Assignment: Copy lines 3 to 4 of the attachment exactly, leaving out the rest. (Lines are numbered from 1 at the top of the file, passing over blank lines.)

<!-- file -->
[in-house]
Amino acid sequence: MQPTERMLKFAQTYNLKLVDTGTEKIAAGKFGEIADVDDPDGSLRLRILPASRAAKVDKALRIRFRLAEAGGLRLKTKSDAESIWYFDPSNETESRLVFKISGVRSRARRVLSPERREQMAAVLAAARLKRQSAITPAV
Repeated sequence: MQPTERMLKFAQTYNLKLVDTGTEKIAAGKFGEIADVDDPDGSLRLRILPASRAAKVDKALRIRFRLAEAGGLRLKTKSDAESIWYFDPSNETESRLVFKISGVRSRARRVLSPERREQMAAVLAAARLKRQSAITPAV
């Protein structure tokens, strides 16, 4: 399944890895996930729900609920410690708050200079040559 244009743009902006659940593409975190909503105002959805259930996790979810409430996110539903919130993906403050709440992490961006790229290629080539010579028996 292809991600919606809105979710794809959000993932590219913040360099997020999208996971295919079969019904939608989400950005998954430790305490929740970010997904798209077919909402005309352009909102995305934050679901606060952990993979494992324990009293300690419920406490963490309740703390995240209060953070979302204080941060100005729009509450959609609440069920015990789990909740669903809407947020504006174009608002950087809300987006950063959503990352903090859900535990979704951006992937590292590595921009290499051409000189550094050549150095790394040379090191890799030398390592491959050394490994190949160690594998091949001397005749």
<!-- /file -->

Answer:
Repeated sequence: MQPTERMLKFAQTYNLKLVDTGTEKIAAGKFGEIADVDDPDGSLRLRILPASRAAKVDKALRIRFRLAEAGGLRLKTKSDAESIWYFDPSNETESRLVFKISGVRSRARRVLSPERREQMAAVLAAARLKRQSAITPAV
């Protein structure tokens, strides 16, 4: 399944890895996930729900609920410690708050200079040559 244009743009902006659940593409975190909503105002959805259930996790979810409430996110539903919130993906403050709440992490961006790229290629080539010579028996 292809991600919606809105979710794809959000993932590219913040360099997020999208996971295919079969019904939608989400950005998954430790305490929740970010997904798209077919909402005309352009909102995305934050679901606060952990993979494992324990009293300690419920406490963490309740703390995240209060953070979302204080941060100005729009509450959609609440069920015990789990909740669903809407947020504006174009608002950087809300987006950063959503990352903090859900535990979704951006992937590292590595921009290499051409000189550094050549150095790394040379090191890799030398390592491959050394490994190949160690594998091949001397005749």